At that time, it was said the rule would protect soldiers against sunburns and skin cancer.Not to mention the ever-present danger of flash-overs from war zone roadside bombs.

Research shows exposed skin does mean an increased risk of skin cancer, said Shelby Moneer a leader with the Melanoma Research Foundation. Among its skin cancer prevention advice, the foundation encourages the use of long sleeves.

Across DoD, there were 2,198 skin cancer patients in 2013, though it ranked in the bottom third in terms of the frequency of the military’s medical issues.

The risks apparently have not been enough to dissuade the other services from okaying sleeve rolls, however, and some soldiers told Army Times they would wear sun block if they could roll with their “guns out.”

Officials also argue that wearing long sleeves reduces insect bites thereby reducing the spread of disease. Over 10 years of war, there have been 916 cases of malaria, 2,549 cases of leishmaniasis, 930 cases of dengue and 349 cases of arthropod-borne hemorrhagic fevers reported in U.S. military service members and military health system beneficiaries.

Malaria cases appear to be tapering off, but DoD infection surveillance officials still recommend soldiers in certain areas continue “proper wear” of their insecticide-treated uniforms, which means sleeves down and tucked-in trousers.

Of the 30 cases of malaria in 2013, more than a third came from Afghanistan. Eighteen of the cases were in the Army.

Health risks aside, there is another big reason why sleeve-rolling is outlawed.

“The Army never designed [the ACU] to have rolled sleeves,” Maddi said in his prepared statement to Army Times.

Take that literally. The “engineering of the uniform” — in essence, its Velcro pockets on either forearm and a pen pocket above the left cuff — “makes it difficult to roll the sleeves,” Maddi said.

Some soldiers disagree, however, and submitted photos to Army Times proving that sleeve-rolling could be done and with little effort. Army Times tested sleeve-rolling on the ACU and came to the same conclusion — it is possible, despite the ACU design.

And even if the design is not perfect for sleeve rolling, it may not be insurmountable.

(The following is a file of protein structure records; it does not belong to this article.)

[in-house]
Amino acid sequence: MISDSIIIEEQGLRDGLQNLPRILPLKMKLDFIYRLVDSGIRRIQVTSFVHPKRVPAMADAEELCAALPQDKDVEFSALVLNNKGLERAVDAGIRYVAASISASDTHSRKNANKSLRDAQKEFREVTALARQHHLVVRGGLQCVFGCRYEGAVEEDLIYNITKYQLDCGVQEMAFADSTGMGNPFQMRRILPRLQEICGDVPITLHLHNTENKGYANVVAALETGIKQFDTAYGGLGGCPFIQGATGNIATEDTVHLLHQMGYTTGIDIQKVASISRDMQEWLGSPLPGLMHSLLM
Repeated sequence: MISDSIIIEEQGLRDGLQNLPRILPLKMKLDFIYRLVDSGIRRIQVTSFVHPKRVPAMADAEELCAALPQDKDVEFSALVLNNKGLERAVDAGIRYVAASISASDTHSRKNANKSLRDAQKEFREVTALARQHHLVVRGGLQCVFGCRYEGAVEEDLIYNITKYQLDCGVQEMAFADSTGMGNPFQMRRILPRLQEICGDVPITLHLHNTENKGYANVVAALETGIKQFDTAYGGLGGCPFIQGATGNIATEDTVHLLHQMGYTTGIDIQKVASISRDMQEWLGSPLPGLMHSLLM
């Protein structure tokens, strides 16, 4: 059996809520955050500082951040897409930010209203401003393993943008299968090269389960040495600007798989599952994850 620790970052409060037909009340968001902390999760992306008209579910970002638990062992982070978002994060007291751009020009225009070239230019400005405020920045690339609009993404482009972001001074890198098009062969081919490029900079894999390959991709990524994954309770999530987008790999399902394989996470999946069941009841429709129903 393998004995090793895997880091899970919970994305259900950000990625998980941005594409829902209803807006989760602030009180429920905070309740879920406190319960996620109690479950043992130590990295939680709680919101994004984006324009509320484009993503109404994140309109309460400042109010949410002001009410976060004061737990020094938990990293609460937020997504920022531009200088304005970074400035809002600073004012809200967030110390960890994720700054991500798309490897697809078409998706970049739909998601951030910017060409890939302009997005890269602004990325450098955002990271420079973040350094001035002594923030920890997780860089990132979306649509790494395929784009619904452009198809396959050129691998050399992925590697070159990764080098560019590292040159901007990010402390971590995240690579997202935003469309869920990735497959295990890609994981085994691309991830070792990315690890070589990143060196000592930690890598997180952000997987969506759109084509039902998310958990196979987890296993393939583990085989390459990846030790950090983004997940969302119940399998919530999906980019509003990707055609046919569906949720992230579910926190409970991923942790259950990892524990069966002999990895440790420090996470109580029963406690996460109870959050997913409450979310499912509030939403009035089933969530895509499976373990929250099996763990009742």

The British Army in 2013 faced a similar problem. It was summer and soldiers wanted to roll up sleeves, but the combat uniform was not designed for it. Leadership caved anyway and granted commanding officers the authority to OK sleeve rolls, despite the awkward sleeve design.

Sleeve-rolling in history

Although soldiers are pictured in rolled sleeves from World War II through the Vietnam War, it appears as though Army regulations did not address the issue widely until 1969.

Army historian Luther Hanson, of the Army Quartermaster Museum on Fort Lee, Virginia, researched the issue after receiving an Army Times request.

He found in 1966 that local regulations in Vietnam authorized commanders to allow “cuffed sleeves.”

In 1969, appearance regulations dictated that sleeves not be rolled or shortened. Exceptions were permitted, “only to prevent heat injury.”

“What that means to me is that the local commander could designate, ‘It’s really hot, roll your sleeves up,’ ” Hanson said.

Hanson also found Army appearance regulations published in 1981, 1987 and early 2005 that permitted rolled sleeves, so long as the cuffs sat no more than three inches above the elbow. In contrast with the Marine Corps, which exposed the underside of the sleeves, the sleeves of the BDU were to be rolled with camouflage facing out.

Marine Corps flip-flops

Like the Army, the Marine Corps also recently banned sleeve-rolling. But the decision, approved in 2011 by Commandant Gen. Jim Amos, was very unpopular and was actually reversed this February.

The Marine Corps Uniform Board supported the 2011 ban, saying it would help Marines to “train as you fight,” since they wore their sleeves long while downrange.

Marines were immediately incensed at the rule change, many linking crisp sleeve rolls to part of the Corps’ culture.

Amos expected the angst to subside, but was surprised as years passed and the complaints continued.

“It was a visceral thing for Marines,” Amos said. “And there was only one person who could change it. And it was me.”

Older Marines have since had to educate younger Marines about the proper sleeve-rolling technique — something the Army would also have to consider if the sleeve-rolling ban was ever reversed.

Reserve Army Sgt. Andrea Munson, a 29-year-old medic in Richmond, Virginia, remembers wearing her sleeves rolled when she was a Marine officer candidate, and she’s jealous of her sailor husband who gets to wear his rolled.

“The Navy uniform, I personally think, looks better,” she said. “He looks better on a regular basis than I do.”

According to Munson, the real problem is the ACU’s large rectangular shoulder pockets. If the uniform was overhauled to remove them and make way for rolled sleeves, it would give the uniform more polished, weather-appropriate look, like the other services, she said.

“It’s a balance between form and function,” she said.